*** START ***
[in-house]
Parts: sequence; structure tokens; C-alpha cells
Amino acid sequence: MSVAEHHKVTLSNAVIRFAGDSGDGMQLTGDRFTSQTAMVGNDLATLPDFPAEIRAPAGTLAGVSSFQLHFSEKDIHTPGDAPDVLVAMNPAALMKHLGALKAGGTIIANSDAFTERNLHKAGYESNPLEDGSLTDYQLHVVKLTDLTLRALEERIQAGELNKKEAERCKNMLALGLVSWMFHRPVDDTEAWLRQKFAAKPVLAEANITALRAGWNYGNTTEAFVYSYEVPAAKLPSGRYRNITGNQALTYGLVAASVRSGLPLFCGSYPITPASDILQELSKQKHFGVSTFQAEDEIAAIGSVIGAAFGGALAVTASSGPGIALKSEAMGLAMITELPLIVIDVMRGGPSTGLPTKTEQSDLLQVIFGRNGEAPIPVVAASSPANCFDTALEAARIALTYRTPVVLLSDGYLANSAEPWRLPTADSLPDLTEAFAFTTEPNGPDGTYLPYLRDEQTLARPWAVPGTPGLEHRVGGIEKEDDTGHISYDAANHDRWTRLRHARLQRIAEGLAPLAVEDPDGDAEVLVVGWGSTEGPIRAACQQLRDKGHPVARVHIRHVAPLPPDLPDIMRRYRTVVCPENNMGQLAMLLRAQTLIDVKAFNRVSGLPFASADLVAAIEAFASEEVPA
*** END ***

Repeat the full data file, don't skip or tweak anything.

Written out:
[in-house]
Parts: sequence; structure tokens; C-alpha cells
Amino acid sequence: MSVAEHHKVTLSNAVIRFAGDSGDGMQLTGDRFTSQTAMVGNDLATLPDFPAEIRAPAGTLAGVSSFQLHFSEKDIHTPGDAPDVLVAMNPAALMKHLGALKAGGTIIANSDAFTERNLHKAGYESNPLEDGSLTDYQLHVVKLTDLTLRALEERIQAGELNKKEAERCKNMLALGLVSWMFHRPVDDTEAWLRQKFAAKPVLAEANITALRAGWNYGNTTEAFVYSYEVPAAKLPSGRYRNITGNQALTYGLVAASVRSGLPLFCGSYPITPASDILQELSKQKHFGVSTFQAEDEIAAIGSVIGAAFGGALAVTASSGPGIALKSEAMGLAMITELPLIVIDVMRGGPSTGLPTKTEQSDLLQVIFGRNGEAPIPVVAASSPANCFDTALEAARIALTYRTPVVLLSDGYLANSAEPWRLPTADSLPDLTEAFAFTTEPNGPDGTYLPYLRDEQTLARPWAVPGTPGLEHRVGGIEKEDDTGHISYDAANHDRWTRLRHARLQRIAEGLAPLAVEDPDGDAEVLVVGWGSTEGPIRAACQQLRDKGHPVARVHIRHVAPLPPDLPDIMRRYRTVVCPENNMGQLAMLLRAQTLIDVKAFNRVSGLPFASADLVAAIEAFASEEVPA